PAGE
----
PEAK PERFORMANCE IS NOW...

Techniques

Fast pedalling

in Techniques

Why fast pedalling makes cyclists more efficient RECENTLY we reported that cyclists are usually more efficient on both hills and flat terrain when they pedal quickly (at about 80-85 rpm) rather than at slower cadences. Now, a new study suggests that the greater efficiency may be related to the rapid rate at which glycogen is... MORE

Quantifying intensity

in Techniques

How to use heart rate to quantify your fitness training intensity Articles in PP often detail elite and complex aerobic training methods to boost endurance performance, VO2max and lactate threshold. These articles typically refer to target training intensities and heart rates to achieve, say, a new 10K or marathon best; they recommend high-intensity training, with... MORE

How you can become a better runner without increased...

in Techniques

Is there really such a thing as ‘good running form’? Coaches preach relentlessly about proper form, and runners classify other competitors as having ‘good’ or ‘bad’ mechanics, yet scientific research has shown that first-class form is an extremely elusive quality.  In fact, investigations reveal that when you give a runner a ‘form make-over’ which forces... MORE

Breathing techniques in running

in Techniques

If you let your mind control your heart, you can improve your performances Can your mind make you a better athlete? Sports psychologists believe that the way you think, your ability to relax, the manner in which you regulate your state of arousal, and your confidence, concentration, and determination all help determine how well you... MORE

Overspeed training

in Techniques

Does making your legs work faster than normal actually make you a quicker athlete? Exercise scientists and athletes have debated the benefits of treadmill workouts ever since the device became popular. Currently, the consensus is that the treadmill can provide runners with an extremely intense, very controlled training session (the extra control comes from the... MORE

Swim-benches

in Techniques

Another mechanical ergogenic aid to training is the swim-bench A quick glance at most swimming magazines will reveal ads for these pieces of equipment. Their use to clubs and competitive swimmers is very much a topic of current debate in sports science. Although swimming strokes each involve a unique, integrated pattern of neuro-muscular and joint... MORE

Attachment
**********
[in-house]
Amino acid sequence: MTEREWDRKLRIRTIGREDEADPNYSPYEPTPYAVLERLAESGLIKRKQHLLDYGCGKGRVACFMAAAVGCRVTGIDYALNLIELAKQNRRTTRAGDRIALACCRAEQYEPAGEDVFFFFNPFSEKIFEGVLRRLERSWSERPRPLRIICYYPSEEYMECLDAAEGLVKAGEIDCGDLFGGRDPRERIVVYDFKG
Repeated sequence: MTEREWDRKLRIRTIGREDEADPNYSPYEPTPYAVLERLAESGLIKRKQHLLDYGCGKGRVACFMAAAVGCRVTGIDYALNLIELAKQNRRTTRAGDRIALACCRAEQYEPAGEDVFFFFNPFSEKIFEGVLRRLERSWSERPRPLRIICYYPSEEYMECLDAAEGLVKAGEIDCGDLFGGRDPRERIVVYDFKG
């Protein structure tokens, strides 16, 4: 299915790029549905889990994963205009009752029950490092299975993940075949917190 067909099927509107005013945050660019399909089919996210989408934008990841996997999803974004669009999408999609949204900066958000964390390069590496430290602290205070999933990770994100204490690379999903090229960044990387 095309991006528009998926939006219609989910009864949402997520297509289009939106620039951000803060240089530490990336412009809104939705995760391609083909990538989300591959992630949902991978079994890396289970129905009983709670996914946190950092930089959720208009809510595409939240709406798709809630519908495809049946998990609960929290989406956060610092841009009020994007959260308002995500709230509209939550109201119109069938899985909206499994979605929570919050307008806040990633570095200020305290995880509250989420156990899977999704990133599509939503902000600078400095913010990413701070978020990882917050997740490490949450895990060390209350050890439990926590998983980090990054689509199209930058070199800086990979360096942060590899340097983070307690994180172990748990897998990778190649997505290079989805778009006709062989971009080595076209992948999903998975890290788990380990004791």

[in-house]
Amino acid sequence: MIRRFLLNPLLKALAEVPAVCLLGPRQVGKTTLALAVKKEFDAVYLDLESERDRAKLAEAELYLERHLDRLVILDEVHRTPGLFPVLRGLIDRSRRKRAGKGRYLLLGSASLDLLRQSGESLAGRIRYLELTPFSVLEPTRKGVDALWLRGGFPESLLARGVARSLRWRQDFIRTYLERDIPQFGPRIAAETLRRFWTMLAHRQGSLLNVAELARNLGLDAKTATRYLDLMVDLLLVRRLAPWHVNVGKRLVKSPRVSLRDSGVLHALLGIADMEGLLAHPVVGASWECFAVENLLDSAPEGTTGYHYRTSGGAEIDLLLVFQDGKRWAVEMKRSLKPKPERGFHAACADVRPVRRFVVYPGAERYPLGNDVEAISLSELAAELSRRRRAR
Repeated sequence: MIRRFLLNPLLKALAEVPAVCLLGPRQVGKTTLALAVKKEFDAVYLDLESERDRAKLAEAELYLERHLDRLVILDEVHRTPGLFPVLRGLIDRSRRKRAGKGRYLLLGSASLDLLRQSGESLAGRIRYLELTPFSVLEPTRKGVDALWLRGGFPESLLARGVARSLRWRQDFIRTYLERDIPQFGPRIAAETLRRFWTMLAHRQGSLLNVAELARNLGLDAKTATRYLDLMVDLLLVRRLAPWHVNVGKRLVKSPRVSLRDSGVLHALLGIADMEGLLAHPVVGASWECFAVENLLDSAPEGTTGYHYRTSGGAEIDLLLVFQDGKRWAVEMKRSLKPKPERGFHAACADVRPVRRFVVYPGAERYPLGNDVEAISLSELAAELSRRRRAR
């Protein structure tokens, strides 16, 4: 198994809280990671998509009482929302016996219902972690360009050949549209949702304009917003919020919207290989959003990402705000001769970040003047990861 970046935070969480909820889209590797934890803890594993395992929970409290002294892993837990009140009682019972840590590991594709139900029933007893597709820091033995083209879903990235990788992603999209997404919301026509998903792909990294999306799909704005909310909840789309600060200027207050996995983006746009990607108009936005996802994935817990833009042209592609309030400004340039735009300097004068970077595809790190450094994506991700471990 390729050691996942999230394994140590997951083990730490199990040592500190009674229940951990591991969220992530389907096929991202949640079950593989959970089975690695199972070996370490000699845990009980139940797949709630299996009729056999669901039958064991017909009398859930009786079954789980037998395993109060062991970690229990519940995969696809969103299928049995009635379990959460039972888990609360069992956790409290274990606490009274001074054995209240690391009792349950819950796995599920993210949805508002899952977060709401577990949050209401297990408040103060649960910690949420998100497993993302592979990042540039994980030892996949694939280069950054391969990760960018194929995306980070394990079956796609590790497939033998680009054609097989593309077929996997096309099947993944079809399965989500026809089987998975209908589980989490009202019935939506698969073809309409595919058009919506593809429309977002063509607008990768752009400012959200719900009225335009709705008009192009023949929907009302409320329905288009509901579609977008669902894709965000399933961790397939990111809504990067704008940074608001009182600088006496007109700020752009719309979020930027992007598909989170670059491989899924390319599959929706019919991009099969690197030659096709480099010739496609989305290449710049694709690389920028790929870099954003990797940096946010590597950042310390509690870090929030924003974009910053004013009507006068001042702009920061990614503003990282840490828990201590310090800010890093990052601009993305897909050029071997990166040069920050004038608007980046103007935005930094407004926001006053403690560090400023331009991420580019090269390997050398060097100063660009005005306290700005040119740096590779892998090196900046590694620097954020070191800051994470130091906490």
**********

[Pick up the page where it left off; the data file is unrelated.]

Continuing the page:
Cycling uphill

in Techniques

Should uphill cyclists stand or sit? It’s common practice for cyclists to stand on the pedals during hill climbs. However, few studies have investigated physiological responses of different body positions for competitive cyclists riding on inclines. Some research has found that cyclists were able to attain a higher VO2max on a cycle ergometer when they... MORE

Methods, fitness, lung function

in Techniques

A critical look at recent research into training methods, fitness needs and lung function Rowing poses something of a unique challenge to the human body at the highest competitive levels, illustrated by the apparent natural selection of individuals most suited to the sport. The demands of top-level performance include enormous local (muscular) and general (cardiovascular)... MORE

Noel Frost – endurance training for rowing

in Techniques

In late 1996, at the age of 57, Noel Frost set two rowing world records in his sector – 55-59 male (heavy) – for the 30- and 60-minute distances. Here he describes months 2 and 3 of the training programme that led to the achievement I believe endurance training is similar for many sports in... MORE

Understanding biomechanics for core stability training

in Techniques

Reduce your risk of injury in core stability training  In the sports fitness industry we have probably been seduced by more fads than any other industry.  They seem to come and go so quickly you can hardly remember the last one.  Is core stability training one of those fads or is it here to stay?... MORE


Follow us